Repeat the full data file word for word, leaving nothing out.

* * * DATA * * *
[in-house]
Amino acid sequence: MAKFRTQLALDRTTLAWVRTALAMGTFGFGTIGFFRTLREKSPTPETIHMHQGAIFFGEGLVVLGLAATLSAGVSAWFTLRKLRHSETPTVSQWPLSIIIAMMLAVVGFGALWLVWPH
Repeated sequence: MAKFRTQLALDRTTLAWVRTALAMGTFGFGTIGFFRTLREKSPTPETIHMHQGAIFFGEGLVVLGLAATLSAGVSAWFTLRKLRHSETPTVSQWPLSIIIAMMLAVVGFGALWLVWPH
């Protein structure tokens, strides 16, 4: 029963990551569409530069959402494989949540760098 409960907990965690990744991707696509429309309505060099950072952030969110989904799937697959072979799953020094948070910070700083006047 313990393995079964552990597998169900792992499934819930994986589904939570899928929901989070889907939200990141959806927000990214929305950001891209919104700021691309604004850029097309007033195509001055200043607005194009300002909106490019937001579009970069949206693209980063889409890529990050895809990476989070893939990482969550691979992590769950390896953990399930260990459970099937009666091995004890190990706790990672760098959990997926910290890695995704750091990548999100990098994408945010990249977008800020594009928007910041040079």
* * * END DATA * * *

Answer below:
[in-house]
Amino acid sequence: MAKFRTQLALDRTTLAWVRTALAMGTFGFGTIGFFRTLREKSPTPETIHMHQGAIFFGEGLVVLGLAATLSAGVSAWFTLRKLRHSETPTVSQWPLSIIIAMMLAVVGFGALWLVWPH
Repeated sequence: MAKFRTQLALDRTTLAWVRTALAMGTFGFGTIGFFRTLREKSPTPETIHMHQGAIFFGEGLVVLGLAATLSAGVSAWFTLRKLRHSETPTVSQWPLSIIIAMMLAVVGFGALWLVWPH
């Protein structure tokens, strides 16, 4: 029963990551569409530069959402494989949540760098 409960907990965690990744991707696509429309309505060099950072952030969110989904799937697959072979799953020094948070910070700083006047 313990393995079964552990597998169900792992499934819930994986589904939570899928929901989070889907939200990141959806927000990214929305950001891209919104700021691309604004850029097309007033195509001055200043607005194009300002909106490019937001579009970069949206693209980063889409890529990050895809990476989070893939990482969550691979992590769950390896953990399930260990459970099937009666091995004890190990706790990672760098959990997926910290890695995704750091990548999100990098994408945010990249977008800020594009928007910041040079």